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Medicare expands US telehealth coverage in response to COVID-19

Christine Fisher
Contributing Writer
RobynRoper via Getty Images

In an effort to keep seniors at home during the coronavirus outbreak, Medicare is expanding coverage for telehealth nationwide. Medicare patients can now connect with doctors and other providers through phone or video. This should allow millions of older adults to seek medical advice without potentially exposing themselves or others to the virus.

Until now, telehealth coverage under traditional Medicare has been limited. It's available in rural areas, but patients needed to go to specially-designated sites for their visits. Now, patients will be able to access telehealth at home and from anywhere in the country.

Patients and clinicians will need a two-way visual and voice connection, and standard copays and deductibles will apply. Though, healthcare providers may be able to waive or reduce cost-sharing for telehealth.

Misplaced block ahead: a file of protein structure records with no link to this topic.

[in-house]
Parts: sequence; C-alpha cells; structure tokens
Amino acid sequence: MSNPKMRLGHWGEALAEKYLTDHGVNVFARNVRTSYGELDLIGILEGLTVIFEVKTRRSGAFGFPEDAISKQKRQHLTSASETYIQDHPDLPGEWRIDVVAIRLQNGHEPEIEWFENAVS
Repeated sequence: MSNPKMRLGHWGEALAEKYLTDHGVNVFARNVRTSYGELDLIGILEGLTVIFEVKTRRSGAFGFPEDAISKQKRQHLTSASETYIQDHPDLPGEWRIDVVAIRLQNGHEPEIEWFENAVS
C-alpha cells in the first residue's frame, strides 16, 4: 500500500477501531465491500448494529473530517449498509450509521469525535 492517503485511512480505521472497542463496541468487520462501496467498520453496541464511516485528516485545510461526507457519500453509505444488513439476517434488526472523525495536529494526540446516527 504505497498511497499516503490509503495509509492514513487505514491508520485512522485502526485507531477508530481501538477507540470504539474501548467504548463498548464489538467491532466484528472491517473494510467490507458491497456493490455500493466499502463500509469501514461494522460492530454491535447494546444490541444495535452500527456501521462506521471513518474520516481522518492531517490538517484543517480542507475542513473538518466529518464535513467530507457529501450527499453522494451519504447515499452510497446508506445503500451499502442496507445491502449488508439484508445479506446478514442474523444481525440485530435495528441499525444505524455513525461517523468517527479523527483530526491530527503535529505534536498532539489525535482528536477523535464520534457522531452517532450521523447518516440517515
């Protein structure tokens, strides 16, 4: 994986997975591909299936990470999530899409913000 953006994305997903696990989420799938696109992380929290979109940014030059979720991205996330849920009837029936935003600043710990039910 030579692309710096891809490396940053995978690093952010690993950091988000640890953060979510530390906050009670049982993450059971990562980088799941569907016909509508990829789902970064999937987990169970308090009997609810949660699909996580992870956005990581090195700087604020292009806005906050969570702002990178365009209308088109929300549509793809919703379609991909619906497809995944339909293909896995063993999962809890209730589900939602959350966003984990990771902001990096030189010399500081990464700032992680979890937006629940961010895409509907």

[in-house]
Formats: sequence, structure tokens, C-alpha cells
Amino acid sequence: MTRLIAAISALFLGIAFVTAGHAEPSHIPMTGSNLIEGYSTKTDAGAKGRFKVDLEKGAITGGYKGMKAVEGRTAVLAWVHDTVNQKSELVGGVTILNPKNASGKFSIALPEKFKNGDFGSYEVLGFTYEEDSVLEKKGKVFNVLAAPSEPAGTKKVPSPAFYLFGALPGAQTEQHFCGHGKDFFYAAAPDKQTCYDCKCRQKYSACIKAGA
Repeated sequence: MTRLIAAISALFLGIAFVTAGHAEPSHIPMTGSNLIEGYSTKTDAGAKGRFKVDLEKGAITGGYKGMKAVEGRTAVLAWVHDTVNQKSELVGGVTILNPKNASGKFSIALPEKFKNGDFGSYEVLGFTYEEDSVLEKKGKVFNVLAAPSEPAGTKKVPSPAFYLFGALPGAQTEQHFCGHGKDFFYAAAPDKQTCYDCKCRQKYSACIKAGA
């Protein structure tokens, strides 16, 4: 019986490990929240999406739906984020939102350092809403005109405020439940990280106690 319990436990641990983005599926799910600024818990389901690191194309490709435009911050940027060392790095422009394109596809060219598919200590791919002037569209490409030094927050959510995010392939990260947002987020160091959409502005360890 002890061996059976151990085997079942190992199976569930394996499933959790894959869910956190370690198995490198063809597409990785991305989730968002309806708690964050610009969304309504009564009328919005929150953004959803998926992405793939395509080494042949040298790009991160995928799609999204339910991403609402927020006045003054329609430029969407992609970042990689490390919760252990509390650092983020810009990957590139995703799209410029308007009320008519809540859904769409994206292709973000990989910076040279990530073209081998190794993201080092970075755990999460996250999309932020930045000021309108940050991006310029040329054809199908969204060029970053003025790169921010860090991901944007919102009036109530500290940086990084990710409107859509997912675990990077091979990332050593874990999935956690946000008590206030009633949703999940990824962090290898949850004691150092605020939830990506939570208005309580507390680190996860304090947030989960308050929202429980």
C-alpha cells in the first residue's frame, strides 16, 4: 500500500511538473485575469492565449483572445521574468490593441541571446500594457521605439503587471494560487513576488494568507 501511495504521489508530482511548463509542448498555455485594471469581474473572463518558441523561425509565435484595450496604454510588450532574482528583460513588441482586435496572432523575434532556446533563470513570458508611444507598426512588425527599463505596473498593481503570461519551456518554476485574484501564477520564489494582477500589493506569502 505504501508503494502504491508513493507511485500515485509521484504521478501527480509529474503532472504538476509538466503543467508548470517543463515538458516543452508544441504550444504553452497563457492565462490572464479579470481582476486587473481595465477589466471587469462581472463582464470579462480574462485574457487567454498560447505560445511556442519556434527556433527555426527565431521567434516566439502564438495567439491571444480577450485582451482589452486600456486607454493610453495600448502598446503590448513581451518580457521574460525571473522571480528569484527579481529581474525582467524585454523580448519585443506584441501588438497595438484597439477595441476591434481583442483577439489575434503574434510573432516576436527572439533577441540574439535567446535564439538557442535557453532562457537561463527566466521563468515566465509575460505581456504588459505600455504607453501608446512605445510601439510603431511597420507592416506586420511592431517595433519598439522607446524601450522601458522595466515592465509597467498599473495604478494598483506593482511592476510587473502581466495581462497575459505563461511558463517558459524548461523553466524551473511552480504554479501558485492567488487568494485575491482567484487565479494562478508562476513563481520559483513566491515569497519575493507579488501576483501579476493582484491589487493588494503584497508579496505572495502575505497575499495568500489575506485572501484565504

The risk of serious illness from the coronavirus is much higher for older people and those with underlying health conditions, so keeping those populations at home while still providing healthcare makes sense. Now, older patients with diabetes, for instance, won't have to postpone routine visits, and if a patient is concerned they may have the coronavirus disease, they can consult with their doctor via telehealth.

This policy change is made possible by a waiver of Medicare rules authorized by Congress, as well as emergency declarations made by the Trump administration. The expanded telehealth coverage will remain in effect during the outbreak, but this could be an important step toward making remote healthcare more widely available in the future.